From fixing broken street lights to patching potholes, or identifying corroded utility pipes, the University of Leeds Infrastructure robotics team believes robots stationed around cities could significantly improve our efficiency.
The University of Leeds is leading a pioneering £4.2m national infrastructure research project with the vision of creating self-repairing cities. The project will develop small robots to identify problems with utility pipes, street lights and roads and fix them with minimal environmental impact and disruption to the public. The project is part of a £21m funding for ‘Engineering Grand Challenges’ research, which aims to tackle some of the major challenges facing science and engineering.
Our researchers are initially developing new robot designs and technologies in three areas:
- “Perch and Repair” – research to develop drones that can perch, like birds, on structures at height and perform repair tasks, such as repairing street lights.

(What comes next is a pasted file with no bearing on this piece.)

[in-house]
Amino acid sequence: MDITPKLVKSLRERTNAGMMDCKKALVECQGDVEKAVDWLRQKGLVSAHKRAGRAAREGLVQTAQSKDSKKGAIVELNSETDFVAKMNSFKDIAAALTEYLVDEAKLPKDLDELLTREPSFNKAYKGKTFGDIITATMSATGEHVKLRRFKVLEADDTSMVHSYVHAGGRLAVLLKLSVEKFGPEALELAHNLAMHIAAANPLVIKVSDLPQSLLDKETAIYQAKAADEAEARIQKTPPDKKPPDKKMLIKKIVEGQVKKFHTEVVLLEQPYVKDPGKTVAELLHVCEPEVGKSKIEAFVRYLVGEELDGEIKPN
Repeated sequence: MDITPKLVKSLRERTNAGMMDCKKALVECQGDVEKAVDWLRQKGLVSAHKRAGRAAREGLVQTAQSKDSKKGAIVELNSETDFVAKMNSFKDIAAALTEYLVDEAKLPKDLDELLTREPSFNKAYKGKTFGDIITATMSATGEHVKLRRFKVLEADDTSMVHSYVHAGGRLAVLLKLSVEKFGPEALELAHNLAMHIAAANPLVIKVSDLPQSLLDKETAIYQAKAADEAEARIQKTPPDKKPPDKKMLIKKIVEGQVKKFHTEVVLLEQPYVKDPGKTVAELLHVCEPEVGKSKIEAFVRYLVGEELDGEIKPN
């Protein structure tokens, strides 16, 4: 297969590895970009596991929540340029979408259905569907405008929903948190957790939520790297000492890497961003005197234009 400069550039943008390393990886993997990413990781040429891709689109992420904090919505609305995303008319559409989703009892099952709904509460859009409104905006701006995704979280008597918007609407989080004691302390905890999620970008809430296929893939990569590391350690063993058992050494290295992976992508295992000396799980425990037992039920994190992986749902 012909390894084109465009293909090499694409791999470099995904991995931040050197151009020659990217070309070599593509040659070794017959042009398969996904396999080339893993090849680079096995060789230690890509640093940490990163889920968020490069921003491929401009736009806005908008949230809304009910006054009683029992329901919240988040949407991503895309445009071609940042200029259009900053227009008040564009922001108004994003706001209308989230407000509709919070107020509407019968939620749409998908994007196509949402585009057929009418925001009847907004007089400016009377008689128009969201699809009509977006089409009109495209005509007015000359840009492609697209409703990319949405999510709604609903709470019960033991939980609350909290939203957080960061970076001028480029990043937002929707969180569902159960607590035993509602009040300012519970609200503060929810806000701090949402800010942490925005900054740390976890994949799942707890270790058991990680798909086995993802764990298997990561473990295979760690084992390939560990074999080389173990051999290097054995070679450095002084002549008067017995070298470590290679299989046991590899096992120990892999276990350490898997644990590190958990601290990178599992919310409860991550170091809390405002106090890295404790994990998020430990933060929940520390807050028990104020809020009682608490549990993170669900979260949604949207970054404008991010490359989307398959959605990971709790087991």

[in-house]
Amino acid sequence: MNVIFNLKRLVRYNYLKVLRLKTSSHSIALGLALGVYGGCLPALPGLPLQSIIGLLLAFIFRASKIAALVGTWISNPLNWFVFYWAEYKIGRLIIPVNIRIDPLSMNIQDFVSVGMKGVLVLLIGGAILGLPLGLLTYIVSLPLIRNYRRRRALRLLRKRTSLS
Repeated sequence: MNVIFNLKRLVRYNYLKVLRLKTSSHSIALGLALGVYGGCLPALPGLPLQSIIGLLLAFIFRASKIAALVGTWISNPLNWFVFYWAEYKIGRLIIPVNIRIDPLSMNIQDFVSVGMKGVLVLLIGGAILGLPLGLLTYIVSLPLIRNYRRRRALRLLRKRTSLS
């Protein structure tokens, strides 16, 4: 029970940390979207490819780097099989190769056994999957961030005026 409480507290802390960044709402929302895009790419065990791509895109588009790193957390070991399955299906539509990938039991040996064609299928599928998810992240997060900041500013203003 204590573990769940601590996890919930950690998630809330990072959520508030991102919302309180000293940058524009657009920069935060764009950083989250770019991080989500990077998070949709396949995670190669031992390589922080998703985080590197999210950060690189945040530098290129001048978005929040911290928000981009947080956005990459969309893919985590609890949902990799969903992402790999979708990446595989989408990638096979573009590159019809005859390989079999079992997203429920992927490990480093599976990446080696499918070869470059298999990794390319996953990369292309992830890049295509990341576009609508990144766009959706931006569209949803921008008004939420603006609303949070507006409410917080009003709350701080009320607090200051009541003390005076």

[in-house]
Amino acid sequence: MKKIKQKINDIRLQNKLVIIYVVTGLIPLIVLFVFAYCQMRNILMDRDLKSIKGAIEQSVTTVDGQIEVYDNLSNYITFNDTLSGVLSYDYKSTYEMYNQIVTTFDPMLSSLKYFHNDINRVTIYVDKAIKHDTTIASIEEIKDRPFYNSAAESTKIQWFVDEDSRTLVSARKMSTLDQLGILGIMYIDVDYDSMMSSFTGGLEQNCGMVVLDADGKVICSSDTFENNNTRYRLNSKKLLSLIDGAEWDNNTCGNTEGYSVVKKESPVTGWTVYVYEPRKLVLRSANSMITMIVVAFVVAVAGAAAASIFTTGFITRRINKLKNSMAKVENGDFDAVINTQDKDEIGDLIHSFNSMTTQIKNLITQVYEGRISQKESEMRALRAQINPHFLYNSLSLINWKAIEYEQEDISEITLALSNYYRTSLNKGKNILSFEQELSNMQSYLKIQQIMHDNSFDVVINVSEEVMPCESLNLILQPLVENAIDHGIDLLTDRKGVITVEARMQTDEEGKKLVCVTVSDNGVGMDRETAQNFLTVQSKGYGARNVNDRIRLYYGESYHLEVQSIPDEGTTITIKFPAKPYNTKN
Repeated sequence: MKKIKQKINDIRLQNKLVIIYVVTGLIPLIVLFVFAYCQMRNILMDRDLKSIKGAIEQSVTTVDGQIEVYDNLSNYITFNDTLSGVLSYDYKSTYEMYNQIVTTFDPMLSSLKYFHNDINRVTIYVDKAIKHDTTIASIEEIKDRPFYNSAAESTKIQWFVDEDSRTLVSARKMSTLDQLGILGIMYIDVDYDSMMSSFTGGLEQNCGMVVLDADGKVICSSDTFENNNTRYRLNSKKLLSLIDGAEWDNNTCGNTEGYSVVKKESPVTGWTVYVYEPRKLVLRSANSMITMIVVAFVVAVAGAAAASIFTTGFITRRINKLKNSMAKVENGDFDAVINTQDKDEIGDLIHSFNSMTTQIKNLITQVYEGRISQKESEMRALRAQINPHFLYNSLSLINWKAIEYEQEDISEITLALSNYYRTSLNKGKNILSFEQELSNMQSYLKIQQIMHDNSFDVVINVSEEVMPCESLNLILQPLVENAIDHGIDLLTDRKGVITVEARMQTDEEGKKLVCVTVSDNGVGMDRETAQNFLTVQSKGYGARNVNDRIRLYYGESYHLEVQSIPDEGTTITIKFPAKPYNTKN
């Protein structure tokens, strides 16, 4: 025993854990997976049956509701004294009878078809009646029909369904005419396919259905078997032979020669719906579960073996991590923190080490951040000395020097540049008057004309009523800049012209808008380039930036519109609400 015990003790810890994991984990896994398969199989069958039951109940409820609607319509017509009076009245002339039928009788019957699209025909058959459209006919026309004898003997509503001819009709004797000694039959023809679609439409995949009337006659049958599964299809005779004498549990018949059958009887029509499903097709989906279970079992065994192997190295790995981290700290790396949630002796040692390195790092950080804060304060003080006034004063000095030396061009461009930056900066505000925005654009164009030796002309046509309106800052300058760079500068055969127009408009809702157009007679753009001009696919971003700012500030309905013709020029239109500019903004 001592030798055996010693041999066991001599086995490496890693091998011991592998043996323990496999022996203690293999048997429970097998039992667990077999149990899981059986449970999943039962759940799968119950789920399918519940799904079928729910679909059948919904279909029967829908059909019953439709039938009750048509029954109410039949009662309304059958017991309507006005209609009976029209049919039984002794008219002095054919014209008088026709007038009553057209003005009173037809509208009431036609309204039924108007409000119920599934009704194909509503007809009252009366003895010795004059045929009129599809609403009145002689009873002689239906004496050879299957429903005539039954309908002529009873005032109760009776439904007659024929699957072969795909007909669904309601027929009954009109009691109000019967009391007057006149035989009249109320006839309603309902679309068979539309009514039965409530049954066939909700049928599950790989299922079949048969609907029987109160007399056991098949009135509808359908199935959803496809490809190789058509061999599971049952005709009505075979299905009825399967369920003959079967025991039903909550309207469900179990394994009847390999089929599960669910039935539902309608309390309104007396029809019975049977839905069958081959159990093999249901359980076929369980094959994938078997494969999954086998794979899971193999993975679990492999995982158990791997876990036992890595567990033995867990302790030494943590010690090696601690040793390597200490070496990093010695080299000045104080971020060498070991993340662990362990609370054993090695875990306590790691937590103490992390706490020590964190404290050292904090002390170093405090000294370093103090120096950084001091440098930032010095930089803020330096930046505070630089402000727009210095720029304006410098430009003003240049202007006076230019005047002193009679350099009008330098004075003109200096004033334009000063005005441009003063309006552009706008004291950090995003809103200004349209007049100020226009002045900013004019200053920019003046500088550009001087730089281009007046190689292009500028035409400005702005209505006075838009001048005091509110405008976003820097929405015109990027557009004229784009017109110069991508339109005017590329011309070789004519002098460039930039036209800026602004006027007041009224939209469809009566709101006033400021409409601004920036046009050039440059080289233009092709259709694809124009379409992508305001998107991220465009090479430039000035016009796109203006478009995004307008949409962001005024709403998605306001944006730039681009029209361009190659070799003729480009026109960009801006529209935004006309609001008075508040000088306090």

- “Perceive and Patch” – research to develop drones able to autonomously inspect, diagnose, repair and prevent potholes in roads;
- “Fire and forget” – research to develop robots which will operate indefinitely within live utility pipes performing inspection, repair, metering and reporting tasks.
The team works with Leeds City Council and the UK Collaboration for Research in Infrastructure and Cities (UKCRIC) to ensure that the robots are thoroughly tested before being trialled in a safe and responsible manner in Leeds.
See the Self Repairing Cities project pages for more information about our work.
EPSRC – MOLE (2019 -2014), value (£1,247,855): Grant ref: EP/S003797/1
MOLE is a visionary project that will develop the fundamental science to bring a step-change in the design and development of burrowing robotics that are in perfect synchrony and harmony with the surrounding ground. Through a novel mix of precision sensing, modelling, and robotics MOLE will pilot study the UK’s communication infrastructure that could save the industry and economy millions in cost efficiencies and reduced disruption.